Why don’t airlines and hotel chains create higher elite levels?

A question I often see over on FlyerTalk is “why doesn’t [insert your favorite loyalty program] have a higher elite tier?” People “double qualify” for the highest elite tier, and think they should receive more benefits. As someone that consistently more than double qualifies for United 1K status, and is about  to double qualify for Hyatt Diamond status, I can appreciate the sentiment. Admittedly I’m not the most profitable customer for either of those companies, but then again, I wouldn’t be if I only traveled half as much as I do either.

But why doesn’t United, for example, have a 2K status level? If you fly 100,000 miles per year you get upgraded before someone that flies 50,000 miles per year, so why shouldn’t someone that flies 200,000 miles per year get upgraded before someone that flies 100,000 miles per year? Along the same lines, if you make 25 stays at Hyatt properties you get all kinds of benefits, while you don’t if you make only 10 stays. So why shouldn’t you get any extra benefits for 50 stays?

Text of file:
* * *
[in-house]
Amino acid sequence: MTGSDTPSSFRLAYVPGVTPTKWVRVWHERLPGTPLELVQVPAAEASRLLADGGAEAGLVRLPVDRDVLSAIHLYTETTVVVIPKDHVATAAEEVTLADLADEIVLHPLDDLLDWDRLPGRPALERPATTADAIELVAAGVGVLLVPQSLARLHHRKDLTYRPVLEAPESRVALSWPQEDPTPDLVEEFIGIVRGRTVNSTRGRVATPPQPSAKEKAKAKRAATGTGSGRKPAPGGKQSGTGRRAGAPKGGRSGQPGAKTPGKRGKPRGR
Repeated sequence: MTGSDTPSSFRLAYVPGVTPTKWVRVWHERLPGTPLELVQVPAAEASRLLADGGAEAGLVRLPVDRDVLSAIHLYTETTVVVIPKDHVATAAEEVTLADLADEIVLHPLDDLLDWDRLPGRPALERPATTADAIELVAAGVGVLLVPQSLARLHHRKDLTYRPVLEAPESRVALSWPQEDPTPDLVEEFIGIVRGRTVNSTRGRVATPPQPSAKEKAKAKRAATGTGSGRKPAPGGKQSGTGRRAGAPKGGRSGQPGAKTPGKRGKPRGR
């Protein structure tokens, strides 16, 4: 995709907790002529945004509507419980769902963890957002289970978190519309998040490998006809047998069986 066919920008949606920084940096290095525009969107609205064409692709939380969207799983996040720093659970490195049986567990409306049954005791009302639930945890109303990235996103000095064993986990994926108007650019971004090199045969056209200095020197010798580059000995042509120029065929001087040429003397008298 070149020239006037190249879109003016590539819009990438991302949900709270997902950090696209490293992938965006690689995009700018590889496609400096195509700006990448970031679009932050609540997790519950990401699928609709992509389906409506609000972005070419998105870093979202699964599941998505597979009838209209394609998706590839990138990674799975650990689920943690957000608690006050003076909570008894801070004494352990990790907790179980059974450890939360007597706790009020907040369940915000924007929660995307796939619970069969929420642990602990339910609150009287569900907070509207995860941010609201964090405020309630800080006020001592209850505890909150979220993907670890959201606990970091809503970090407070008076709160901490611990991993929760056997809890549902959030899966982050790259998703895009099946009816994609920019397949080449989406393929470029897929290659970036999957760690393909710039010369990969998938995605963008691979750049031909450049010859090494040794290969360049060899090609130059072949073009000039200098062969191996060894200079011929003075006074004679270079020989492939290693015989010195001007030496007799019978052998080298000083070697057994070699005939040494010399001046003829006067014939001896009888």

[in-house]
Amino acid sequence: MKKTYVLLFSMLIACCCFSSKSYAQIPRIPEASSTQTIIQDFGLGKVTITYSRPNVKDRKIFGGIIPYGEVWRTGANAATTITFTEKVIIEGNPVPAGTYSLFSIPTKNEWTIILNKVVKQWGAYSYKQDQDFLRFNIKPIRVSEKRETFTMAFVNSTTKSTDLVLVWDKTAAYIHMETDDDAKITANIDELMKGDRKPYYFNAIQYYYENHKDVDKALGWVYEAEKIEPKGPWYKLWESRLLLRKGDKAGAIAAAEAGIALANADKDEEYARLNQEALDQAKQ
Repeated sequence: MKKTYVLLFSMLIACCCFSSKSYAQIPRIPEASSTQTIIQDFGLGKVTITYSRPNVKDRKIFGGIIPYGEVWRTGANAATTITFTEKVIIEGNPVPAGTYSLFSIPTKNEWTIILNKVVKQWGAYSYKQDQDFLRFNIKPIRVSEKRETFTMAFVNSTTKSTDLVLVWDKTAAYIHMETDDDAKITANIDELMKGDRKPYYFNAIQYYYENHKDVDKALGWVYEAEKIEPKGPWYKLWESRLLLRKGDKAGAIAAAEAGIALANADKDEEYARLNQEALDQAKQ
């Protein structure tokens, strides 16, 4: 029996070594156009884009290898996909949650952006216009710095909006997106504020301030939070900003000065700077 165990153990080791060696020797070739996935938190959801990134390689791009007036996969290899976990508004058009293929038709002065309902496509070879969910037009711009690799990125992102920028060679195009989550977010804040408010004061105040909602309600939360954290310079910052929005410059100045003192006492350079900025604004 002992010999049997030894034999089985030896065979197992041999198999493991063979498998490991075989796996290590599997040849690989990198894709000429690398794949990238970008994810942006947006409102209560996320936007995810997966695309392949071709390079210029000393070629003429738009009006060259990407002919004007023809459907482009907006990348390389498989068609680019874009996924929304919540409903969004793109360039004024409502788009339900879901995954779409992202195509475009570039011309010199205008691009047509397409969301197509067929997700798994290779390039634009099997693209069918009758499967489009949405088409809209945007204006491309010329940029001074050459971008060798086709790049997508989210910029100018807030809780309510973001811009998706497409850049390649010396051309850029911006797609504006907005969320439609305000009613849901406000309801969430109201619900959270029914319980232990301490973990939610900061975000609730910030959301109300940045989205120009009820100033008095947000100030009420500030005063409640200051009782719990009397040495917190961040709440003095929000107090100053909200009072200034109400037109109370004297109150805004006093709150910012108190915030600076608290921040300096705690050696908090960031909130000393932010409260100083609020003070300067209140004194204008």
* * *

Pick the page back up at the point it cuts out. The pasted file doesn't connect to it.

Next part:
The incremental benefits of elite status beyond the top, published tier are minimal. At United I can earn eight confirmed regional upgrades and six systemwide upgrades for the first 100,000 miles I fly, while I earn a total of four systemwide upgrades for the second 100,000 miles I fly. For Hyatt I earn four confirmed suite upgrades for the first 25 stays I make, while I earn nothing additional for the next 25 stays I make. Yet interestingly enough the incremental benefits typically increase proportionally up until the top tier.